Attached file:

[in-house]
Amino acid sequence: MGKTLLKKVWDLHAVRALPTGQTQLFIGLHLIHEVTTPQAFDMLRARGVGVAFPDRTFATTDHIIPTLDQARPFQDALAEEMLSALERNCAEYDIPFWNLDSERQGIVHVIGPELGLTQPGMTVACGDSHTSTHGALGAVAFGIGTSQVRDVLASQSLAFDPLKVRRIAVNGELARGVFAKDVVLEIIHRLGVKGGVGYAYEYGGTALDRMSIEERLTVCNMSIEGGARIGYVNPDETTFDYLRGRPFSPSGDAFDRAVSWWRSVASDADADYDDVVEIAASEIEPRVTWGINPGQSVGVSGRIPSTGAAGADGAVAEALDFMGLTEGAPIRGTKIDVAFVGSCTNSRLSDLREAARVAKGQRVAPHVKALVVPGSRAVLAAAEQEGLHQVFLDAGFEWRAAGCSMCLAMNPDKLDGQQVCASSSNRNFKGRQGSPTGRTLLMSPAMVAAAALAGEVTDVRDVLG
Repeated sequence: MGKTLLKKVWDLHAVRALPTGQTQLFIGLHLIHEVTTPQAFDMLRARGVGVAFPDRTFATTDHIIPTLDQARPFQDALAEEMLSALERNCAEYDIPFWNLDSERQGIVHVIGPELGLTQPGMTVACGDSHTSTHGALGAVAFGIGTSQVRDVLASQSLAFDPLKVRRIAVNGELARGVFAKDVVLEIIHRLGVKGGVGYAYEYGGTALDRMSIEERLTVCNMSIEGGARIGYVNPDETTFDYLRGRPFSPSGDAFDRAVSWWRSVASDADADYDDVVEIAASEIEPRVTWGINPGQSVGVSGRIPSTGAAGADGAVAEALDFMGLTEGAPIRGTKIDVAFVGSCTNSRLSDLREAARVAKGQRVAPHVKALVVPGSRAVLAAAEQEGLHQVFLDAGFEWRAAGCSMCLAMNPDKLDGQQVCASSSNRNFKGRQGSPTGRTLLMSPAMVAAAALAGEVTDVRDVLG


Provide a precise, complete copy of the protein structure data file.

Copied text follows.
[in-house]
Amino acid sequence: MGKTLLKKVWDLHAVRALPTGQTQLFIGLHLIHEVTTPQAFDMLRARGVGVAFPDRTFATTDHIIPTLDQARPFQDALAEEMLSALERNCAEYDIPFWNLDSERQGIVHVIGPELGLTQPGMTVACGDSHTSTHGALGAVAFGIGTSQVRDVLASQSLAFDPLKVRRIAVNGELARGVFAKDVVLEIIHRLGVKGGVGYAYEYGGTALDRMSIEERLTVCNMSIEGGARIGYVNPDETTFDYLRGRPFSPSGDAFDRAVSWWRSVASDADADYDDVVEIAASEIEPRVTWGINPGQSVGVSGRIPSTGAAGADGAVAEALDFMGLTEGAPIRGTKIDVAFVGSCTNSRLSDLREAARVAKGQRVAPHVKALVVPGSRAVLAAAEQEGLHQVFLDAGFEWRAAGCSMCLAMNPDKLDGQQVCASSSNRNFKGRQGSPTGRTLLMSPAMVAAAALAGEVTDVRDVLG
Repeated sequence: MGKTLLKKVWDLHAVRALPTGQTQLFIGLHLIHEVTTPQAFDMLRARGVGVAFPDRTFATTDHIIPTLDQARPFQDALAEEMLSALERNCAEYDIPFWNLDSERQGIVHVIGPELGLTQPGMTVACGDSHTSTHGALGAVAFGIGTSQVRDVLASQSLAFDPLKVRRIAVNGELARGVFAKDVVLEIIHRLGVKGGVGYAYEYGGTALDRMSIEERLTVCNMSIEGGARIGYVNPDETTFDYLRGRPFSPSGDAFDRAVSWWRSVASDADADYDDVVEIAASEIEPRVTWGINPGQSVGVSGRIPSTGAAGADGAVAEALDFMGLTEGAPIRGTKIDVAFVGSCTNSRLSDLREAARVAKGQRVAPHVKALVVPGSRAVLAAAEQEGLHQVFLDAGFEWRAAGCSMCLAMNPDKLDGQQVCASSSNRNFKGRQGSPTGRTLLMSPAMVAAAALAGEVTDVRDVLG